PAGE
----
8. Deerhunter – 122m 0.64km – This was perhaps one of the fastest stages of the race. It felt like a straight line dried up river bed. It basically game down to a game of holding your nerves whilst skipping over a lose boulder field at speed whilst dodging the gates in the deer fence.
  9. Sublime ride – 99m 0.48km – a close second to stage 5 in the amount of carnage caused, and all from one corner. The top of the stage was straight forward open hill side, but it quickly dropped in to a steep S bend with a tight catch berm which sent many riders over the handle bars. If you survived this there was then the choice between a tricky drop on to boardwalk, or a narrow twisty route through the trees. It was then clean sailing, a small river crossing, and a speedy finish.
  10. Sadists Surprise – 106m 0.48km – At this point in the day most riders are digging deep on their energy reserves, so it was a good thing that it was a short push to the top of stage 10. This was a difficult stage to gauge speed on, as parts of it had fast shoots, with a few rocks and roots to jump, but then there would be sudden changes in direction followed by step ups and climbs (almost impossible if you don’t get your gearing right). Then just when the finish line was in sight there was a steep hike a bike section before descending around the KS drop (closed due to wind) and over the finish line.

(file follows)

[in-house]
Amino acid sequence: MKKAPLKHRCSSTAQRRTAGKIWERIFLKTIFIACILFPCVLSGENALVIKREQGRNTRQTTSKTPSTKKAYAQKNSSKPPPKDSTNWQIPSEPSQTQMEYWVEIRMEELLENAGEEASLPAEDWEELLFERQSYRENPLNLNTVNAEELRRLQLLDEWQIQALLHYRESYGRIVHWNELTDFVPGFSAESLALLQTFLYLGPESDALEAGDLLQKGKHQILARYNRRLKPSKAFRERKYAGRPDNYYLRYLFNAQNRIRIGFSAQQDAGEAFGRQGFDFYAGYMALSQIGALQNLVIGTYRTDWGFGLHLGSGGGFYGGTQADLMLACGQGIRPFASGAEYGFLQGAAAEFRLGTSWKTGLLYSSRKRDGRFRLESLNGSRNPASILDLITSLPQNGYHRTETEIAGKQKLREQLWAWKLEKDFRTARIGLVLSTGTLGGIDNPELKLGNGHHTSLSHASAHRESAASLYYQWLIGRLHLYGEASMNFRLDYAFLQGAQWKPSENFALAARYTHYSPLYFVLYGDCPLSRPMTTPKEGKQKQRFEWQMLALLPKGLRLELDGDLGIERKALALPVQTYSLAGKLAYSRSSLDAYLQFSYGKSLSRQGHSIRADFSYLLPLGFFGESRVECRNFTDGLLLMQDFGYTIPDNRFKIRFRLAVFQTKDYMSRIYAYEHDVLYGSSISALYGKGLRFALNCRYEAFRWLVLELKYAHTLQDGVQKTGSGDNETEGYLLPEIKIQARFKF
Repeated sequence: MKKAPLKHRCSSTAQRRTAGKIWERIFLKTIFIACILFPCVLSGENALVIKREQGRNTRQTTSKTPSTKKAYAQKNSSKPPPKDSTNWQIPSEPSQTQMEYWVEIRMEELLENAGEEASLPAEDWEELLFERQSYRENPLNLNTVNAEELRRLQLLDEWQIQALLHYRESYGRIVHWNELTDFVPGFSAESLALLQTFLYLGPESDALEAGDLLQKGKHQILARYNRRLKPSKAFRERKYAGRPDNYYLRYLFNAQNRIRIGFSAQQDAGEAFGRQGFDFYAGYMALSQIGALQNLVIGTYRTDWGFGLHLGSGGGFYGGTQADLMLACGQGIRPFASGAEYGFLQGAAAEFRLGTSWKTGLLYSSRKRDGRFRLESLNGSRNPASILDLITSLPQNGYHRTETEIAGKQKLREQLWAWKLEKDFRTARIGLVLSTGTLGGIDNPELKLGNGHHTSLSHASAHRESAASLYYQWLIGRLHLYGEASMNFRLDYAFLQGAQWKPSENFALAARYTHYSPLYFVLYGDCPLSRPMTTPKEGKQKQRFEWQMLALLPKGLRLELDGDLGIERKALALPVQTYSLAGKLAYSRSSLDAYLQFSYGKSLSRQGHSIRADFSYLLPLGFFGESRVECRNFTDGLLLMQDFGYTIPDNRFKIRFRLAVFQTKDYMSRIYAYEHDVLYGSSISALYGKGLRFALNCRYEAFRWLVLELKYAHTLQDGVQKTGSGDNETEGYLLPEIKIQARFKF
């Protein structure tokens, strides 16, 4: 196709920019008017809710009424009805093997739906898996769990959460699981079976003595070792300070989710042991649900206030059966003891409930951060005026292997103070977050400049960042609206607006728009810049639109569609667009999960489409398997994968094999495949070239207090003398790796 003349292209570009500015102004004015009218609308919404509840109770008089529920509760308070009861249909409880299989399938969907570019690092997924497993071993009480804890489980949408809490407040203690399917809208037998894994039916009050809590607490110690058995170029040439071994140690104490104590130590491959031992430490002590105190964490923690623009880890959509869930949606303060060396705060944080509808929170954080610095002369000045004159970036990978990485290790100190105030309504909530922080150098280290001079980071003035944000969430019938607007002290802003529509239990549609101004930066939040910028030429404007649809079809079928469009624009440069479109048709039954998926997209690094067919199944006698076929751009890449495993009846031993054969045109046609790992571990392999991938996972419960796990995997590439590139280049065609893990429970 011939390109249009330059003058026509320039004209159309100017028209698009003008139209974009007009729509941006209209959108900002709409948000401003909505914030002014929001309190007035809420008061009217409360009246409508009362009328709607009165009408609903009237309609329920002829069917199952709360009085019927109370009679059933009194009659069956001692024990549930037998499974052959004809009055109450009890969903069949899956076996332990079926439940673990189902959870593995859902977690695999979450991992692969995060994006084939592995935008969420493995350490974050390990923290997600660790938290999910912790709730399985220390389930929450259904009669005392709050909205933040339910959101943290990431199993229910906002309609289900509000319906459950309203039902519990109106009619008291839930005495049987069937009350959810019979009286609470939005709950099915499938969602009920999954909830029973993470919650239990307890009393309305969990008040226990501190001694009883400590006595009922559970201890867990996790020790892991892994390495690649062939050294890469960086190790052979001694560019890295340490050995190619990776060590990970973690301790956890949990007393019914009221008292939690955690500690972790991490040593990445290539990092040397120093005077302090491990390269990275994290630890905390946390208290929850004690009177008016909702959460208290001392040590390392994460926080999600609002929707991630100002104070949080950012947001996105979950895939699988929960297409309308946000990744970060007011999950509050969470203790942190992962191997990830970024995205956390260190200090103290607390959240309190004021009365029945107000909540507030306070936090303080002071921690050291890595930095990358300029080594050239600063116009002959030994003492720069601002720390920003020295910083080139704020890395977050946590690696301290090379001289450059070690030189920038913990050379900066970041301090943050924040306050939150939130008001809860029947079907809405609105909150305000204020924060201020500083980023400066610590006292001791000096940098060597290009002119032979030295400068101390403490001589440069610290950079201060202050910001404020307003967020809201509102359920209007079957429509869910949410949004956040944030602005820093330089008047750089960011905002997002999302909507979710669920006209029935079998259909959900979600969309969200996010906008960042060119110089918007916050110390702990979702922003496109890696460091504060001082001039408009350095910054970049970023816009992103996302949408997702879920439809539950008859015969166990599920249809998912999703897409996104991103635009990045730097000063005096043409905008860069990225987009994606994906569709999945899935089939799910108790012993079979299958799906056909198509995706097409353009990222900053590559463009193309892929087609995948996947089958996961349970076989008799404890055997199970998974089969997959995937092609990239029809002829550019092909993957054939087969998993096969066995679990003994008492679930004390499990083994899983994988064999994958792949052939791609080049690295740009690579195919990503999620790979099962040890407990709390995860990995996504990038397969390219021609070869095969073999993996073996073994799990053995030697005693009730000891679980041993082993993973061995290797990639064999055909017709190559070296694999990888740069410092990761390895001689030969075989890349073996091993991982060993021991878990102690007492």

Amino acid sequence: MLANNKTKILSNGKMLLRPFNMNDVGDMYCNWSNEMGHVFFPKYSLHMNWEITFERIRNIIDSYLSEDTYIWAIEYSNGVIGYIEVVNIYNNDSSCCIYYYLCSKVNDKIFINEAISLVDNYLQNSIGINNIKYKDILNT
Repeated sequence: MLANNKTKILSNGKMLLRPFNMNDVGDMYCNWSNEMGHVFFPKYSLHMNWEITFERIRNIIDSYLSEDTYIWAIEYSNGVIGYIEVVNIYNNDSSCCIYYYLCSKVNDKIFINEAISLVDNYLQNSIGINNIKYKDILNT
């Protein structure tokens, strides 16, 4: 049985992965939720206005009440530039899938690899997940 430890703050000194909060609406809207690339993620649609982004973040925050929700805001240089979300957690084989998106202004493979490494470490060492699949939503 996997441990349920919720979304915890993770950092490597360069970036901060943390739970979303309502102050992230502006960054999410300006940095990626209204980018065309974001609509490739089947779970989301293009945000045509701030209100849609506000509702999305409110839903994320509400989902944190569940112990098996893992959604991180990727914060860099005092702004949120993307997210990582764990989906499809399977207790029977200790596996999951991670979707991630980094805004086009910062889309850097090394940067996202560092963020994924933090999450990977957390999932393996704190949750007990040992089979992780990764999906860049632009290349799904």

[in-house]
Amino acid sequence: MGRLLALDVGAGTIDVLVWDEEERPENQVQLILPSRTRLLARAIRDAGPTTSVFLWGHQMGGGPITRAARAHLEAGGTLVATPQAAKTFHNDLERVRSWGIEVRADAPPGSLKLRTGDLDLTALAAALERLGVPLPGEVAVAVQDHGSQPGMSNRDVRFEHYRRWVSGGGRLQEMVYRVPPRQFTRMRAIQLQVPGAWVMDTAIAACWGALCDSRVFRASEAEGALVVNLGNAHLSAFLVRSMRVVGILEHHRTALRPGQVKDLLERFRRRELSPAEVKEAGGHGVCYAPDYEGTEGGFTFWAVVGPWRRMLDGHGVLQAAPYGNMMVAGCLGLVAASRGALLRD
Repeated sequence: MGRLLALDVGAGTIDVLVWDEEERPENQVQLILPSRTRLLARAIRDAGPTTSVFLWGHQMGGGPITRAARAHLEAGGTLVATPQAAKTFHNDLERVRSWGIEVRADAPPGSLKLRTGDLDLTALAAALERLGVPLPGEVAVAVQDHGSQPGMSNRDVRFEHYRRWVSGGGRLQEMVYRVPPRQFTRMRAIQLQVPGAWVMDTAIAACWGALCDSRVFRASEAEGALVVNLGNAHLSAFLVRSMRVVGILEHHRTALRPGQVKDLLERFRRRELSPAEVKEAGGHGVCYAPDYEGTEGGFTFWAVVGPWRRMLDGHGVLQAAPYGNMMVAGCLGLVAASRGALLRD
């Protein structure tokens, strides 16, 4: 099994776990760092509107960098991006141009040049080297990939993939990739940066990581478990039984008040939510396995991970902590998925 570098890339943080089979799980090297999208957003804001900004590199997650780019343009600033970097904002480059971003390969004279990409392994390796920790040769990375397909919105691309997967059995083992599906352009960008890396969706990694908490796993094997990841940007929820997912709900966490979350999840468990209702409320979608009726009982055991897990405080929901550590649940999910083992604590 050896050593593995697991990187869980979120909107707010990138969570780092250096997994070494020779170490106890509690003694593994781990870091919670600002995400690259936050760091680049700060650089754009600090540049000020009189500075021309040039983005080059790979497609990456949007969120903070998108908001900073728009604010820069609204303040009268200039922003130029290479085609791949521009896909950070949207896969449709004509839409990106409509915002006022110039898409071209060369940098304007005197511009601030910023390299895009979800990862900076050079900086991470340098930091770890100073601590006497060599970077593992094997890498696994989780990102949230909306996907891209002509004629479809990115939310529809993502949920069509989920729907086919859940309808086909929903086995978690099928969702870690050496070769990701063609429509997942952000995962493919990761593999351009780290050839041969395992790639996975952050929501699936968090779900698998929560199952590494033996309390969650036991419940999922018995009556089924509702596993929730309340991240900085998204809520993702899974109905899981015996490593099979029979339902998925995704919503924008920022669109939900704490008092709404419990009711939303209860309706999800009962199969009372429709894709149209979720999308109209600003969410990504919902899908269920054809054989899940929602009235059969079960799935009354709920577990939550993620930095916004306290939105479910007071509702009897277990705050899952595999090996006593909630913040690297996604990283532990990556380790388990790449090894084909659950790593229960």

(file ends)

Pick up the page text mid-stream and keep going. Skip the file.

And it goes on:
Unfortunately a spectacular crash on stage 5 landed me suspended in the trees and resulted in me breaking my gear shifter beyond repair. After a bit of arguing with the bike, I got it in to one gear that meant I could finish the race on a single speed bike. As I was already half way through the course I wasn’t going to give in there. However this meant struggling up all the hills and then not having any power in the peddles for the descents.

I am quite happy to say that in the end I was able to keep to my transition timings perfectly, I was also able to manage my food intake and energy expenditure across the three days pretty well, avoiding a lot of the struggles that I thought I would have this weekend.

Another first for me at this event was racing in the Masters category. Although I’m only 29, you officially enter the Masters category on the year of your 30th birthday. Up until now there hadn’t been enough women in any of the events to bother separating the Masters from the Seniors, so I had been racing as a Senior. Originally there were 14 ladies entered in to the masters category, but only 9 of us actually survived the whole weekend, which goes to show how tough this course really was. A combination of exhaustion, crashes, broken bones and bikes meant that a lot of riders either swapped to the shorter non-champs category or were simply unable to race.  So at the end of the day I’m pretty damn proud to have just survived.

The event is certainly one I won’t be forgetting any time soon. It was in a beautiful location, with an amazing range of stages made even better by the brilliant weather. The event organisers kept everything running smoothly and spirits were high all weekend. There was a good turn out from the Scottish riders, but plenty of new people to get talking to, and a bank holiday Monday to recover made for the perfect racing weekend.